Like Democrats, Larry believes voter apathy is the reason why citizens enable incumbents like the current Governor of New York. He is asking for New Yorkers to get out and vote: not for a corrupt Democrat, nor the try-hard Republican, but for a fresh new party moving up in the ranks of American Politics.

Libertarian thinkers have a higher IQ on average than any other set of beliefs. Libertarian principles are, of course, rooted in the revolutionary American ideals that created this great country. American voters have come to the realization that money in politics is the root of corruption. And, Larry Sharpe promises to decrease the amount of money available to corrupt individuals to choke their supply of power.

A View for the Future

Sharpe went on the Joe Rogan podcast where expressed his plan for New York state and how he intends to bring sanity back to the governorship. As a former teacher, he has a plan to reform the education system in New York. He believes empowering local teachers and Parent Teacher Associations is the key to saving New York’s failing education system.

Larry wants to save New York. If New Yorkers vote Democrat or Republican, the incumbent will win the election and nothing will change. Without a doubt, the state deserves a leader who is not corrupt and will not lead the state down the same unchanged path. New Yorkers deserve Larry Sharpe.


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Larry Sharpe Is Wrong-There Should Be No Compromise Between Baker and Gay Couple

Kaycee Ikeonu | United States

In an interview on the Rubin Report, talk-show host Dave Rubin, and Libertarian candidate for New York Governor Larry Sharpe discussed whether a baker should be compelled by law to bake a cake for a customer. The conversation sprung up due to the fact that Gary Johnson, a libertarian and good friend of Larry Sharpe, stated in his presidential candidacy that the baker should be forced to bake the cake.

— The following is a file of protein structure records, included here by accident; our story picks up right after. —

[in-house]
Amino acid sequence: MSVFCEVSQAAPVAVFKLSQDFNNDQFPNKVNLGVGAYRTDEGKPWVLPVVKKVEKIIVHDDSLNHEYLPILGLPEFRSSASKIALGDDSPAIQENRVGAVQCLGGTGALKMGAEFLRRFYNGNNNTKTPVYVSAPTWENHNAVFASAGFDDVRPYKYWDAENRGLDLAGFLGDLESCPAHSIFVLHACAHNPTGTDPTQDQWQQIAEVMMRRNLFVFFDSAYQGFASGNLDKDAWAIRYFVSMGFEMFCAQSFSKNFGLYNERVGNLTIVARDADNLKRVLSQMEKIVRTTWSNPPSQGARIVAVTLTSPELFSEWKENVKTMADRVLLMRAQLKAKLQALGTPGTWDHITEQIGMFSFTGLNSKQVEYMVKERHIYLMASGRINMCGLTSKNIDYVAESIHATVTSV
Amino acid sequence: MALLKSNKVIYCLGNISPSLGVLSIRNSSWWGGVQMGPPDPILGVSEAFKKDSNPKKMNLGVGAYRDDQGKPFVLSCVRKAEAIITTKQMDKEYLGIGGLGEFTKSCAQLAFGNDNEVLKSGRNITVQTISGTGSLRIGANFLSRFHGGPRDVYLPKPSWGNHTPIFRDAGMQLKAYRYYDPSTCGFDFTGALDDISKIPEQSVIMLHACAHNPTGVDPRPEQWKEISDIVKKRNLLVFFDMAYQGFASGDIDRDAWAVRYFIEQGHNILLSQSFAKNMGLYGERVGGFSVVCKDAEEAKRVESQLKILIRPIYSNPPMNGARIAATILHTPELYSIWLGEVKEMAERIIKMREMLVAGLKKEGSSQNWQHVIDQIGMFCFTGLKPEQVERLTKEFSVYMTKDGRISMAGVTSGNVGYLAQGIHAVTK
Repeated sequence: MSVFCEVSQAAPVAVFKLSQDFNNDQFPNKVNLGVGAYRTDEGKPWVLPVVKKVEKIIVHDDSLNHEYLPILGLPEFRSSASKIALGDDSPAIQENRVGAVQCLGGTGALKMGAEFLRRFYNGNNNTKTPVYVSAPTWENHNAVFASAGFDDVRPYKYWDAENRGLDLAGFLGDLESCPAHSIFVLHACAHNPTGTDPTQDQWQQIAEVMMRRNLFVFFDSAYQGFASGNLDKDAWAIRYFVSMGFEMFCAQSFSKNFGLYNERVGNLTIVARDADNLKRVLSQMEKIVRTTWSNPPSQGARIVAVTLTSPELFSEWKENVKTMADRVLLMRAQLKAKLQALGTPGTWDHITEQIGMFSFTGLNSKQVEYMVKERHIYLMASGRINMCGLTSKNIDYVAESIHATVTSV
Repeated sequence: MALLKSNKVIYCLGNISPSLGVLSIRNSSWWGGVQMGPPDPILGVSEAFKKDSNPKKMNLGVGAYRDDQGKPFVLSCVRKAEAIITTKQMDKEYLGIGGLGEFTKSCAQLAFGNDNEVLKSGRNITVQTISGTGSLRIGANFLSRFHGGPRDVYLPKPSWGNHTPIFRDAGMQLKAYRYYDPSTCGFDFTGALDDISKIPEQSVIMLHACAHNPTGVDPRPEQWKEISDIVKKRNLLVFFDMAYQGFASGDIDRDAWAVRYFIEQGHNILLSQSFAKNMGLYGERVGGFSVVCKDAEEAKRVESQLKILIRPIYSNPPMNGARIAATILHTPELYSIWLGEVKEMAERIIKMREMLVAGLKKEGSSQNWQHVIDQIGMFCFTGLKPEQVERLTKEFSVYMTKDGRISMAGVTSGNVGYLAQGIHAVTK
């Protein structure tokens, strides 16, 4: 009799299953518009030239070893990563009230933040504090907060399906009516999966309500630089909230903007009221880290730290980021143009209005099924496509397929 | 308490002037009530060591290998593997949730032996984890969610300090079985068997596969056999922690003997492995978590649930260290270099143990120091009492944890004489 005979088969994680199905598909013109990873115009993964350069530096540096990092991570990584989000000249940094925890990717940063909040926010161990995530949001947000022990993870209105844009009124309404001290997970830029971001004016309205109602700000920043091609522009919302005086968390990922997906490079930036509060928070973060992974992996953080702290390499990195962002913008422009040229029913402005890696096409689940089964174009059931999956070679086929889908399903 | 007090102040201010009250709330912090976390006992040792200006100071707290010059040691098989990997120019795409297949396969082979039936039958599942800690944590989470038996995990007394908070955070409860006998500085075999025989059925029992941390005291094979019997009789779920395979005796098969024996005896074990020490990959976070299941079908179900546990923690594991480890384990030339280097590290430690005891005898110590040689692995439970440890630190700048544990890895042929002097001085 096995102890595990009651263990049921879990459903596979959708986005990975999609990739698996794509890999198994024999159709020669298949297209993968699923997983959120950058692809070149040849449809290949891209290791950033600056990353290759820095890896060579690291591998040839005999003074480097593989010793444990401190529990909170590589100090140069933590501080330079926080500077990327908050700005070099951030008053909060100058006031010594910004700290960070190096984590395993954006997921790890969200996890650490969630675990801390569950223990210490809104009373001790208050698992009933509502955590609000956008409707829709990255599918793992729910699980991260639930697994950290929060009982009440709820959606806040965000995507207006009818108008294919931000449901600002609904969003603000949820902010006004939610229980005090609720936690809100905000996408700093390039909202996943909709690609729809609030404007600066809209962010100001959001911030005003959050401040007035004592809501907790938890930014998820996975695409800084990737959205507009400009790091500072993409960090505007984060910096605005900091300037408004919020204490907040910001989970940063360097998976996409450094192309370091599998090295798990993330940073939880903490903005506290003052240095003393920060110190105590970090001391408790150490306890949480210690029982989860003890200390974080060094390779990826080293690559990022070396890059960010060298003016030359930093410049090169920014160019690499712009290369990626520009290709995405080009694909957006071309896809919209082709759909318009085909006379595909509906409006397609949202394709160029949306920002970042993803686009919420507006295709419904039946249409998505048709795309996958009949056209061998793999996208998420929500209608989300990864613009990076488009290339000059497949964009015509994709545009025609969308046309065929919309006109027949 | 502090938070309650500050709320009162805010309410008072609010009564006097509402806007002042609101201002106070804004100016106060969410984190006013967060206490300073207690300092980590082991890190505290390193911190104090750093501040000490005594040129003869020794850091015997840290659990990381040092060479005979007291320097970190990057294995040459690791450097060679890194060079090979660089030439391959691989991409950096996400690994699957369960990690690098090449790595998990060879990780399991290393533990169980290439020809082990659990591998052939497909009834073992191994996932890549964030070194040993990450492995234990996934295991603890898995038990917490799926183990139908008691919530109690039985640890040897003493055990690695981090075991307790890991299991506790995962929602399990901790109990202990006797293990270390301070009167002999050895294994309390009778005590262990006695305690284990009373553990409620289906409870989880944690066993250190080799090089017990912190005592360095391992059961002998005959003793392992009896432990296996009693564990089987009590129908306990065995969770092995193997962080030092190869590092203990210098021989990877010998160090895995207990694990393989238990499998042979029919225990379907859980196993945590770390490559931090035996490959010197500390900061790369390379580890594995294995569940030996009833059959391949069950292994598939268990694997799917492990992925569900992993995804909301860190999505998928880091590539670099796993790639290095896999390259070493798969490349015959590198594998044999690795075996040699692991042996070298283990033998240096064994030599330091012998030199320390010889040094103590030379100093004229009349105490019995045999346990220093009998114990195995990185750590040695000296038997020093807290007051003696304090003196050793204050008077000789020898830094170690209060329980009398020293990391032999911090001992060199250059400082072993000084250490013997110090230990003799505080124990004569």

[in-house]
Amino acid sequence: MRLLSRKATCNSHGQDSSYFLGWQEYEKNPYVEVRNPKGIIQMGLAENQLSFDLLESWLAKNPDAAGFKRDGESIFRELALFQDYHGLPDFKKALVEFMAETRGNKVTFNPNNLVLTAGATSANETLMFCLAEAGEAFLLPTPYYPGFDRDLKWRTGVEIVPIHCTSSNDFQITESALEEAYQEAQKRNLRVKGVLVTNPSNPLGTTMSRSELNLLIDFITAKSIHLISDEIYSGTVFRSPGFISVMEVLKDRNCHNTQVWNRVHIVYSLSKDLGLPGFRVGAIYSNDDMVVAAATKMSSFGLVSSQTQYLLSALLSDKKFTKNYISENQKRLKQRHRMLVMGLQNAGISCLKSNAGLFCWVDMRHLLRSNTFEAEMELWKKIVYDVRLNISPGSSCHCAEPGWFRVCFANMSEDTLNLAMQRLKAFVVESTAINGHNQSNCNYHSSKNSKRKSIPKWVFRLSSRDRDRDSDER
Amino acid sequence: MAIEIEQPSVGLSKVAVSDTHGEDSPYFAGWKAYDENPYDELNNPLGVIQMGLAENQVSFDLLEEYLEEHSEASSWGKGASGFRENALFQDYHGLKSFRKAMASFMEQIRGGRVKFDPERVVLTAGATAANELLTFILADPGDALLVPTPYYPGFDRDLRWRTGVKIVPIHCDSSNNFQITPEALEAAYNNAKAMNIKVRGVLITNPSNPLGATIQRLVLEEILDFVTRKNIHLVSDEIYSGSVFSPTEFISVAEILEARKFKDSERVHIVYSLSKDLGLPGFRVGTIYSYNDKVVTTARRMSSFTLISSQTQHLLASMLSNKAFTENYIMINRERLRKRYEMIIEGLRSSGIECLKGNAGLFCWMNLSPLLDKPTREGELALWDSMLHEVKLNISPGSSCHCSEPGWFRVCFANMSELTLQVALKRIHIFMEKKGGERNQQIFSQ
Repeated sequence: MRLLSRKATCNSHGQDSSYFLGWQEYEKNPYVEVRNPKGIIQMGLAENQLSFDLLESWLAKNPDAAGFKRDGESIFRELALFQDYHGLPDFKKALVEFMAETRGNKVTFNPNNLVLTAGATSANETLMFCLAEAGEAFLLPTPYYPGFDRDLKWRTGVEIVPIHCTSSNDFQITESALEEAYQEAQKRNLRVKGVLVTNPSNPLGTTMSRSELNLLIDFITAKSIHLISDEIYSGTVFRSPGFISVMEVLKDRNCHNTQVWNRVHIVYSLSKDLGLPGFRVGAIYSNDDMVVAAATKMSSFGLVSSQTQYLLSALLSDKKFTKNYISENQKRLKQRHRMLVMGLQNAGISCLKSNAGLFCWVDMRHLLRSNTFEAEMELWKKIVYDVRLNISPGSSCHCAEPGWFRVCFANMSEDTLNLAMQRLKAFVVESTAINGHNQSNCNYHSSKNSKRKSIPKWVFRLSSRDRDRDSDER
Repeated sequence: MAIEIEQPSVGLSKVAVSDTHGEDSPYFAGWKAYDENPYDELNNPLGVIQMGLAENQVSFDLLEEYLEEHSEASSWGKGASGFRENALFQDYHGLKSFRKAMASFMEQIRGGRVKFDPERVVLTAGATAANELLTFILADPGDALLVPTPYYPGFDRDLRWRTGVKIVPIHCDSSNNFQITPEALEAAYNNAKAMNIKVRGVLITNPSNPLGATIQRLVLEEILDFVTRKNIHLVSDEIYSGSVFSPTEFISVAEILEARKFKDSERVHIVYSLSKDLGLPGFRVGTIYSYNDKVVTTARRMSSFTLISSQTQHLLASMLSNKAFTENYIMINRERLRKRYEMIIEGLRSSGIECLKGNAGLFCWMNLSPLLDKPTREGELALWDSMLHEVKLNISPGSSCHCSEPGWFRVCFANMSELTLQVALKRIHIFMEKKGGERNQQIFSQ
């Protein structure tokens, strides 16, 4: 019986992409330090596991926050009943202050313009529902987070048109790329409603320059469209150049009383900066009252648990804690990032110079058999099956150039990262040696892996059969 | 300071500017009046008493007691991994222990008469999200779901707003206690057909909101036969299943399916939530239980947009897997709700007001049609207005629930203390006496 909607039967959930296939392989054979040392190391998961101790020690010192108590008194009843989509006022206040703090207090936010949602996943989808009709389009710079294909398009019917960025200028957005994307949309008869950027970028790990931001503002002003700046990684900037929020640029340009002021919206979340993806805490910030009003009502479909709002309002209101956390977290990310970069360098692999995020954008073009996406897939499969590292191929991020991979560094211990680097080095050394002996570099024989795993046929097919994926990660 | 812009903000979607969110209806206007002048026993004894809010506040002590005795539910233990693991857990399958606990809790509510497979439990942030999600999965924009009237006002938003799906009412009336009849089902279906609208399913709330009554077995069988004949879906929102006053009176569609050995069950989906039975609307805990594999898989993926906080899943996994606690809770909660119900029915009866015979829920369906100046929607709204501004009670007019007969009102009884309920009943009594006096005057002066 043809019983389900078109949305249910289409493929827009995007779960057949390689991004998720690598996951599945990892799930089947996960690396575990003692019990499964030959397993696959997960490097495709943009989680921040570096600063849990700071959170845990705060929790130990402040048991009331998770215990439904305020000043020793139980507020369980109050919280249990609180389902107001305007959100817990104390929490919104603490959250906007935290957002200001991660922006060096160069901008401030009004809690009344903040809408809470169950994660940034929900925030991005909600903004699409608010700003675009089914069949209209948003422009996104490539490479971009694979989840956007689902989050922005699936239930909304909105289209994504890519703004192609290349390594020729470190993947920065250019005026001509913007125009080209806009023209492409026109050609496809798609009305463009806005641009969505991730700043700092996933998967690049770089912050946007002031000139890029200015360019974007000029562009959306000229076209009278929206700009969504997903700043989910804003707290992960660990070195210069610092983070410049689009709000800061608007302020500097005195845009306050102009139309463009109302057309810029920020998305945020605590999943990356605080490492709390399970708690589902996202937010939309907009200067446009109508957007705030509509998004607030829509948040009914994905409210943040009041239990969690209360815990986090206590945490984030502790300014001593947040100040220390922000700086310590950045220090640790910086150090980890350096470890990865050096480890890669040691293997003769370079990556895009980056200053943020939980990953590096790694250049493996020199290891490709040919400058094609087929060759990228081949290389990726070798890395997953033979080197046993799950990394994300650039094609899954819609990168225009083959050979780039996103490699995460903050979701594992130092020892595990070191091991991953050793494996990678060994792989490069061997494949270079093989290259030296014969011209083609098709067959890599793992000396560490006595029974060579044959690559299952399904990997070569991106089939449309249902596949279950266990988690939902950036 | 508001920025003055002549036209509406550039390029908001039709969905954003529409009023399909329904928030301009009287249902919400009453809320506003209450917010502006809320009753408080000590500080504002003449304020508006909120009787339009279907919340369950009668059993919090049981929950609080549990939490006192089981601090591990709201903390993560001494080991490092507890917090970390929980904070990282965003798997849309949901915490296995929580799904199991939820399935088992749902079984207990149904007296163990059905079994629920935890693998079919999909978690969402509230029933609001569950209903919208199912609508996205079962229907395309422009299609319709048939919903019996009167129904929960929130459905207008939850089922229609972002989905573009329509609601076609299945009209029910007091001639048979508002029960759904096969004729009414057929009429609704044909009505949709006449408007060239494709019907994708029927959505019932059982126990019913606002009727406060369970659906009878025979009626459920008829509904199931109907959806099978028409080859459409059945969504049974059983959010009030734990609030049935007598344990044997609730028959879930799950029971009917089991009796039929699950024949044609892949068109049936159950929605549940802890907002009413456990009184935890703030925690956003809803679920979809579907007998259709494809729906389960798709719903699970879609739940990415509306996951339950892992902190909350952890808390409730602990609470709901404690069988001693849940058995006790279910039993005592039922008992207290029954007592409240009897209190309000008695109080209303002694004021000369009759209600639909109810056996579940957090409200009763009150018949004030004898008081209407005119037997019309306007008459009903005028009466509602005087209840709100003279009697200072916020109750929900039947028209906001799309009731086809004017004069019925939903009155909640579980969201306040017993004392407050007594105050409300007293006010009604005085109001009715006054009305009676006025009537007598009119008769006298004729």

Such a position, as one would assume, would be quite unpopular among libertarians and lovers of liberty. Larry Sharpe, however, insisted that Gary Johnson was misunderstood and went forth to give his case for why he thinks the baker should bake the cake. His argument is as follows:

“What he was trying to get at (addressing Gary Johnson), which is my policy, is to find a good, solid middle-ground. I do not want a baker to make a cake for someone who he doesn’t want to make a cake for. That’s his labor…that’s wrong, should never happen. Here is the good compromise: if a baker, or anyone creates a product and put it in to the retail market, whether that be online or a shelf on a store, if a person creates a product and puts it there, he must allow anyone who has the currency that he wants to purchase that product”.

In response to the arguments put forth by libertarians who believe that a business owner has the right to discriminate, Sharpe responded by saying: